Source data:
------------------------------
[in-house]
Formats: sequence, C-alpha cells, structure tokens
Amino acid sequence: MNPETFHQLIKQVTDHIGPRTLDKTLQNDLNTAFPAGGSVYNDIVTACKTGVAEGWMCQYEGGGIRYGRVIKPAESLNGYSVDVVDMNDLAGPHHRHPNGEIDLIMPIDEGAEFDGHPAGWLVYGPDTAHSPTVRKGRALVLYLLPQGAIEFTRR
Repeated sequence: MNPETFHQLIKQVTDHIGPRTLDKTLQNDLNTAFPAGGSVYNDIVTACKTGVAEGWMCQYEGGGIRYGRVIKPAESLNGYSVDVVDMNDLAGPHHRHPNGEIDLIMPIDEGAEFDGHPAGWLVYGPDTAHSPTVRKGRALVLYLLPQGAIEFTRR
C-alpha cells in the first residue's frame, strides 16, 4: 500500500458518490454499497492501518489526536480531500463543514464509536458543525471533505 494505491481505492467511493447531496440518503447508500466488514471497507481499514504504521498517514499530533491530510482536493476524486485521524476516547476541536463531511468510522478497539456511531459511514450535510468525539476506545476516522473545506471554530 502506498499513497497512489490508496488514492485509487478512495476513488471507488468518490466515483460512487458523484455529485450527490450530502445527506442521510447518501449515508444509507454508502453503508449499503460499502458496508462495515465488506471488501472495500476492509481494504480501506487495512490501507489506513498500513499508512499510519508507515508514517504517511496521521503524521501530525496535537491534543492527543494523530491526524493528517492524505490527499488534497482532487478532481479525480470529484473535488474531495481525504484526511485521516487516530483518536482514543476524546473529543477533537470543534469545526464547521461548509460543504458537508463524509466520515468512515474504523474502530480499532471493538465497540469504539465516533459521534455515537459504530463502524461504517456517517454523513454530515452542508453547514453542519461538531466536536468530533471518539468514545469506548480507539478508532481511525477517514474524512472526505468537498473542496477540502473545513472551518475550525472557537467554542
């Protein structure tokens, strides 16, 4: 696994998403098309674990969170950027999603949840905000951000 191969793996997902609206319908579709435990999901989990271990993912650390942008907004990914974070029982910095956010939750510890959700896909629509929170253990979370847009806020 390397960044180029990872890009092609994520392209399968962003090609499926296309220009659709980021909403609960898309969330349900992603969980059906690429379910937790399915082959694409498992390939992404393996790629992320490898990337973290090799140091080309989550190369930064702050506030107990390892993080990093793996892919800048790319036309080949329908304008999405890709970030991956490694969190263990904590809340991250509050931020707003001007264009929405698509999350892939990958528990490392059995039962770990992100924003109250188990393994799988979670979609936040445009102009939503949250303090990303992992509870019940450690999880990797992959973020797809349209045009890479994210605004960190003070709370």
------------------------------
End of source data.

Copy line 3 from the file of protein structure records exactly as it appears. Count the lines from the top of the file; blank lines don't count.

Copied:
Amino acid sequence: MNPETFHQLIKQVTDHIGPRTLDKTLQNDLNTAFPAGGSVYNDIVTACKTGVAEGWMCQYEGGGIRYGRVIKPAESLNGYSVDVVDMNDLAGPHHRHPNGEIDLIMPIDEGAEFDGHPAGWLVYGPDTAHSPTVRKGRALVLYLLPQGAIEFTRR